The amendments to § 292 of the Patent Act by the America Invents Act in 2011 eliminating the qui tam action for false marking suits survived a constitutional challenge in Brooks v. Dunlop Mfg. Inc., No. C 10-04341 CRB, 2011 WL 6140912, (N.D. Cal. Dec. 9, 2011).
In Brooks, the false marking plaintiff unsuccessfully argued that the retroactive application of the new law eliminating its qui tam standing violated due process and amounted to an unconstitutional “taking” by the federal government.
The district court held that because Congress had “a legitimate legislative purpose by comprehensively reducing the costs and inefficiencies associated with the ‘cottage industry’ of false marking litigation that developed after the Federal Circuit’s decision in Forest Group, Inc.” the amendments do not violate due process. Id. at *5.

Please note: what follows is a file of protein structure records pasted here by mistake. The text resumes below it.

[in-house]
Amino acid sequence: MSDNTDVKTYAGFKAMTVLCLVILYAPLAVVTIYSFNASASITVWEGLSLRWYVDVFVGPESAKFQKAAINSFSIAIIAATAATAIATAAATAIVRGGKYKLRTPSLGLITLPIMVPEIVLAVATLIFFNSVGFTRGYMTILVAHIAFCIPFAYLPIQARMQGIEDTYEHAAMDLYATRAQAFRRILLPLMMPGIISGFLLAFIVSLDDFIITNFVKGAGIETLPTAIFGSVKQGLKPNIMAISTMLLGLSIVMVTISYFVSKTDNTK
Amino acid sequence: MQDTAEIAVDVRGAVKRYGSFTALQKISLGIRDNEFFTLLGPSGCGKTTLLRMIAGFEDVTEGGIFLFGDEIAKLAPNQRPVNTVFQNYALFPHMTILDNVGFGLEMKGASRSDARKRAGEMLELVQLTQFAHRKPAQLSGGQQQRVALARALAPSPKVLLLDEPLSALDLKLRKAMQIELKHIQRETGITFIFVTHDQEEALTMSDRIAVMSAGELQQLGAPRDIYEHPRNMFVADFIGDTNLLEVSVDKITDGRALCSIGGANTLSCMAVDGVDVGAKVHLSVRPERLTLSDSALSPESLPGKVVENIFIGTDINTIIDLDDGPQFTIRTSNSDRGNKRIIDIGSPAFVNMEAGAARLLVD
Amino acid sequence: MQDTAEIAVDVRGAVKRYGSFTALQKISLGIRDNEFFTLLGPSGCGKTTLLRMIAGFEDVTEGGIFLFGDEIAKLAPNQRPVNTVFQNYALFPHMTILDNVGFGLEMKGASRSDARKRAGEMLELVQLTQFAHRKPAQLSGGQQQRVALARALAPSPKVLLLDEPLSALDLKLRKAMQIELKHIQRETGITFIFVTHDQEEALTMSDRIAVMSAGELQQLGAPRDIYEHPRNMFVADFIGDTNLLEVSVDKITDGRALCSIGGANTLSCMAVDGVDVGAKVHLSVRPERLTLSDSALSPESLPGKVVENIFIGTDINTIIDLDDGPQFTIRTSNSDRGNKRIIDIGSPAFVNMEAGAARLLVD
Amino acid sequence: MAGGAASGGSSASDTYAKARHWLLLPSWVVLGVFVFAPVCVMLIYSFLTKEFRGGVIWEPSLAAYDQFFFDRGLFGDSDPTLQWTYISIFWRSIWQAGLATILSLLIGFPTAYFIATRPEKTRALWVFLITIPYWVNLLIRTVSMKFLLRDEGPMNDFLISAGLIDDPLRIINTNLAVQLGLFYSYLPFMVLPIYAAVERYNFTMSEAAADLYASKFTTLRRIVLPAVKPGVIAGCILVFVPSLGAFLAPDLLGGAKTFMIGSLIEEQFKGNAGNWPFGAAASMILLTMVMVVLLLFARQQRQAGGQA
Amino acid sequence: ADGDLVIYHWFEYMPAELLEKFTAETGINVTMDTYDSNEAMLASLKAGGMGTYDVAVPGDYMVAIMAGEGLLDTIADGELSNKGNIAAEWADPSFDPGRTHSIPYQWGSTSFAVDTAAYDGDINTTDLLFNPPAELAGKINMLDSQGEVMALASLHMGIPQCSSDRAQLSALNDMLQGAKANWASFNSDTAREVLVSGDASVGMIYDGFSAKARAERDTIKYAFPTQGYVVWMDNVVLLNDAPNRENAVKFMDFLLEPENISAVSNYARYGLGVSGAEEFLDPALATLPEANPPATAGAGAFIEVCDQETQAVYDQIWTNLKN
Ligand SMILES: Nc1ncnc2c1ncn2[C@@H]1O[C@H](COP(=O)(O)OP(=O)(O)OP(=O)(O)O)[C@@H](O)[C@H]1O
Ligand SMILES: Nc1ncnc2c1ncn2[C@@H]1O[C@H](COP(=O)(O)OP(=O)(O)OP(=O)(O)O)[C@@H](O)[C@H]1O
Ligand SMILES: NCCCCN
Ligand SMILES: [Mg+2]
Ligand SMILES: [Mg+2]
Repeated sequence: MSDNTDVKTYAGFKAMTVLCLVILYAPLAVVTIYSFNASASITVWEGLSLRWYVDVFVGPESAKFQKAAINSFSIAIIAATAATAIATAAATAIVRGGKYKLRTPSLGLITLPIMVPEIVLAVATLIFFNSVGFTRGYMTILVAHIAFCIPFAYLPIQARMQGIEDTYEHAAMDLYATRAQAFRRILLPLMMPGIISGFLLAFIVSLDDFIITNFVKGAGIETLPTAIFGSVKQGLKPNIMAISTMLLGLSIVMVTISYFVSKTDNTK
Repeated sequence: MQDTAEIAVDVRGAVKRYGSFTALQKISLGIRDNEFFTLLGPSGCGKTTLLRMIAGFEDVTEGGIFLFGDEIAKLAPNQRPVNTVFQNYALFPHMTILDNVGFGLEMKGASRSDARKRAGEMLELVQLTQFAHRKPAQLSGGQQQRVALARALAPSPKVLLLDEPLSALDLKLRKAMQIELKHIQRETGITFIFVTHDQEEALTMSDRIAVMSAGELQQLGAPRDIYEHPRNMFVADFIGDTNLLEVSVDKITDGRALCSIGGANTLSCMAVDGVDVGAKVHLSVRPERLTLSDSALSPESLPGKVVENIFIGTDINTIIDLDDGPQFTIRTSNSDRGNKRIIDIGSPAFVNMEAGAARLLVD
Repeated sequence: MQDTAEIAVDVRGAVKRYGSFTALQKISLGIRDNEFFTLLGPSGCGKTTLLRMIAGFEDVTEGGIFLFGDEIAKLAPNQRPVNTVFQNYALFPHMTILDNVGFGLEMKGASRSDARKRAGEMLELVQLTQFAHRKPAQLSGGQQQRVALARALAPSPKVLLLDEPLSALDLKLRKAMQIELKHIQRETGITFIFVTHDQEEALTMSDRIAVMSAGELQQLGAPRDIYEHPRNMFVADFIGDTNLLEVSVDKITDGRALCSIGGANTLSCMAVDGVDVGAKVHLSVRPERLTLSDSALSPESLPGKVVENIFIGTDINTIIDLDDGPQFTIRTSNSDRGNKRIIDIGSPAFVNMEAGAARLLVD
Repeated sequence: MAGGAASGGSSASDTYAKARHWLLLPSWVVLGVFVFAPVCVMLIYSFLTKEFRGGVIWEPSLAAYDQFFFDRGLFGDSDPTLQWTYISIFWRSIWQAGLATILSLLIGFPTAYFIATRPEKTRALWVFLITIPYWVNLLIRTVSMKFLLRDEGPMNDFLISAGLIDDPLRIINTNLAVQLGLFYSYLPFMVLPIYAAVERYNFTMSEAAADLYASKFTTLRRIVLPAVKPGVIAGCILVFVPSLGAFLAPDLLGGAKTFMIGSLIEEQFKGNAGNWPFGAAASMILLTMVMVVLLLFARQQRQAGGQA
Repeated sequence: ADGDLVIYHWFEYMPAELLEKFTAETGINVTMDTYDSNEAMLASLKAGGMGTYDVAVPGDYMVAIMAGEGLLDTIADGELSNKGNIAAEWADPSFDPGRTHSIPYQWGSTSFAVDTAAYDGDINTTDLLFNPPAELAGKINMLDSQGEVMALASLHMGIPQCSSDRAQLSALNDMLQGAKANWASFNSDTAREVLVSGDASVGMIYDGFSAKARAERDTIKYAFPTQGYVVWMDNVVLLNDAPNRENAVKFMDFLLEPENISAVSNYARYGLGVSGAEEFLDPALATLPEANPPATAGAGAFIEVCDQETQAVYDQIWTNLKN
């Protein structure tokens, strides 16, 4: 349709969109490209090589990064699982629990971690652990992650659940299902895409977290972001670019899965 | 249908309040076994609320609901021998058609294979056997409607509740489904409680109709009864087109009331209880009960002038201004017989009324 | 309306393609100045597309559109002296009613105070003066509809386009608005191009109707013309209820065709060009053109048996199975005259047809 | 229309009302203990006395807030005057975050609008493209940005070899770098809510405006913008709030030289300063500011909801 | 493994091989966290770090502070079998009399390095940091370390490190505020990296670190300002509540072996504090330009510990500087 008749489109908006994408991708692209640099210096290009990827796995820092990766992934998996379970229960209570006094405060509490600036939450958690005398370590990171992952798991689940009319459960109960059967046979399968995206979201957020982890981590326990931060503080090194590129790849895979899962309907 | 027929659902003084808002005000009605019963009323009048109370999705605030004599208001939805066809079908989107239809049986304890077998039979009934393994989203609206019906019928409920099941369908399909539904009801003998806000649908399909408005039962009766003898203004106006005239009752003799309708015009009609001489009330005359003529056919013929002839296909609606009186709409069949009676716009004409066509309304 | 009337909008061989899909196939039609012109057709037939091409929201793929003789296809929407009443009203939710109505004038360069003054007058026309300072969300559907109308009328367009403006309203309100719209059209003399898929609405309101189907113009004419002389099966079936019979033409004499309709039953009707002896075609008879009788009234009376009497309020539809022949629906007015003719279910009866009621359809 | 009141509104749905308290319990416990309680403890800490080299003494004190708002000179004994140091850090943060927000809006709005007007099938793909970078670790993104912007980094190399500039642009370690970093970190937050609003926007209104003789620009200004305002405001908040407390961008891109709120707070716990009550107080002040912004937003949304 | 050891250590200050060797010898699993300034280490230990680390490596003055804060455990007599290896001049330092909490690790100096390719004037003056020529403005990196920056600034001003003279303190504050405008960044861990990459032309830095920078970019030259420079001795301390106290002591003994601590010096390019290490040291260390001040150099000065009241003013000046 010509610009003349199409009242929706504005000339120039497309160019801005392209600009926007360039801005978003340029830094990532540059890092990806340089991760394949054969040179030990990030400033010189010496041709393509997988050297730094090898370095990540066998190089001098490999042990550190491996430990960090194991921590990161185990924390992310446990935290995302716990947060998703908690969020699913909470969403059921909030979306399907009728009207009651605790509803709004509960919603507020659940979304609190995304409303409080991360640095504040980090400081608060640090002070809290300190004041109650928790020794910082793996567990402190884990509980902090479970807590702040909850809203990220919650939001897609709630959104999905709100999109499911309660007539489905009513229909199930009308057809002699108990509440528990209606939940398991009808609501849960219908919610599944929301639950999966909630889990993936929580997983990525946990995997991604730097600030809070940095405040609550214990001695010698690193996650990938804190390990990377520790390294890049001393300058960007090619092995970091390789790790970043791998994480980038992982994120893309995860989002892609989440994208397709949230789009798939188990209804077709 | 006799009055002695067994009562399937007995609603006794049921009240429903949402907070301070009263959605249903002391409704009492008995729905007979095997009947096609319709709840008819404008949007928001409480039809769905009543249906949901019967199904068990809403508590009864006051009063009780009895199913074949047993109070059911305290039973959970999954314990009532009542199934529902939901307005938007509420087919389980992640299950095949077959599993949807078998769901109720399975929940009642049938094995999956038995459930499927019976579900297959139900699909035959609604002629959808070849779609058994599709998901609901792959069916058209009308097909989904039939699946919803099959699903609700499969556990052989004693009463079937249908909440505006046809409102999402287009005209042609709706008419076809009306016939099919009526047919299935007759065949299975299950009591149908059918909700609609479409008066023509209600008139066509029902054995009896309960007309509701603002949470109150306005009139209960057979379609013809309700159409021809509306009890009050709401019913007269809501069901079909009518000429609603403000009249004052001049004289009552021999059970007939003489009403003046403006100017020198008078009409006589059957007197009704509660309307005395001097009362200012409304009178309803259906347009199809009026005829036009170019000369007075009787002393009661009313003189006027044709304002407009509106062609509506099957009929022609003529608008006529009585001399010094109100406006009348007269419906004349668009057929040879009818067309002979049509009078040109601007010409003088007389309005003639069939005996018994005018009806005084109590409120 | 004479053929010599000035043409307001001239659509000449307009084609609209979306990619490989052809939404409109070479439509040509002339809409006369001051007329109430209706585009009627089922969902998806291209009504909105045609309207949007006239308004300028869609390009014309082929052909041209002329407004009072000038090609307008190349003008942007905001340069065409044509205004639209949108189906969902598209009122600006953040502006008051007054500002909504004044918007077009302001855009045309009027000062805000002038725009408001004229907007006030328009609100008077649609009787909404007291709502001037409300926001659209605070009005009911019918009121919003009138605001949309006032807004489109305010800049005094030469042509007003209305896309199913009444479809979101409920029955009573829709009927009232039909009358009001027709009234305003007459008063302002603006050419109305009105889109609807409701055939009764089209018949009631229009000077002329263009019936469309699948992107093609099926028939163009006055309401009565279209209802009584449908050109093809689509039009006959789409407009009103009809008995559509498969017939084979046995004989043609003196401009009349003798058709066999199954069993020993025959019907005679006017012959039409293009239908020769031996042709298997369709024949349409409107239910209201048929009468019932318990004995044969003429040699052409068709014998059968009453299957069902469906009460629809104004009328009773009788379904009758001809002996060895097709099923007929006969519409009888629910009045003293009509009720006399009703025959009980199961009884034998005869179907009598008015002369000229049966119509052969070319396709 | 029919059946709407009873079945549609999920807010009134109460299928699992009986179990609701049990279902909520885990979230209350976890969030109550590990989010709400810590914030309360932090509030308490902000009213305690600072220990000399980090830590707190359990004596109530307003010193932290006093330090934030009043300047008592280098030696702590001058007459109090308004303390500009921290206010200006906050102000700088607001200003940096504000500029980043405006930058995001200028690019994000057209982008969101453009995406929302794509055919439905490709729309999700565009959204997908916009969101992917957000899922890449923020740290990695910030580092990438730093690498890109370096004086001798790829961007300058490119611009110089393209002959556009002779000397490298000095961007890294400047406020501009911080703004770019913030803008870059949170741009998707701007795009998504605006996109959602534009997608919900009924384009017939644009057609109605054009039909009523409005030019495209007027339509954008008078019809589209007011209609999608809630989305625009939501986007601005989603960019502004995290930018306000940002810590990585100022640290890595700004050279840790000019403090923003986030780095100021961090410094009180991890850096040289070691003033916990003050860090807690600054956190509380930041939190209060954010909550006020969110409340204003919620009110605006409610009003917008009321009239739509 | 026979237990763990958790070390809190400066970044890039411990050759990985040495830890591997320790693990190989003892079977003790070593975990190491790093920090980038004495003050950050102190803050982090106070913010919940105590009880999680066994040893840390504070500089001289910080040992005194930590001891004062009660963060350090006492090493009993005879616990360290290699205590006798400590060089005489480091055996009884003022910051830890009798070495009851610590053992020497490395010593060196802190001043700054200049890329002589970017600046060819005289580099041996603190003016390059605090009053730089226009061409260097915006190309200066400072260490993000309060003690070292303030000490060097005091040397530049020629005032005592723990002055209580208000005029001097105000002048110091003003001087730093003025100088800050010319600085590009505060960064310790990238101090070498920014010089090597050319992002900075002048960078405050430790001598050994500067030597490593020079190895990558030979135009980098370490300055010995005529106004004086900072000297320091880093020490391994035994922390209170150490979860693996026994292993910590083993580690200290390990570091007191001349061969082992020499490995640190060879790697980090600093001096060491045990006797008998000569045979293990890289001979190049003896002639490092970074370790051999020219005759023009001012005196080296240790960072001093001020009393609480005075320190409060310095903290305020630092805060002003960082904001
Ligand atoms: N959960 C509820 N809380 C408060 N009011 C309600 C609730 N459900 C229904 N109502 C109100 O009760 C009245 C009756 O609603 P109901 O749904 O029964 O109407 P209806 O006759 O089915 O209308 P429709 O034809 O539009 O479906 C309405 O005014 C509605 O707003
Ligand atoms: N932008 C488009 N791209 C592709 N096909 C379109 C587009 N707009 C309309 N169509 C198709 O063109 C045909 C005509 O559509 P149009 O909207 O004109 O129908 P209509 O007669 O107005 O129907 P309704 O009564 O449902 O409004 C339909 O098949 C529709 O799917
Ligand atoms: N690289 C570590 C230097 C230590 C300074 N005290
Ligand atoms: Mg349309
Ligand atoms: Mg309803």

As to the “takings” contention, the court held that a “takings” claim requires a vested property interest. Since the plaintiff had not obtained a final judgment in its false marking suit, the loss of the right to proceed with the false marking lawsuit to collect a share of the penalty, if the plaintiff prevailed on the merits, was not a vested property interest. Hence, the takings claim failed because the plaintiff did not establish that “he ever acquired a constitutionally protected property interest” in the false marking suit. Id. at *6.
For additional discussion on this topic see Robert A. Matthews, Jr., Annotated Patent Digest § 34:103 Parties That Can Assert a False Marking Violation.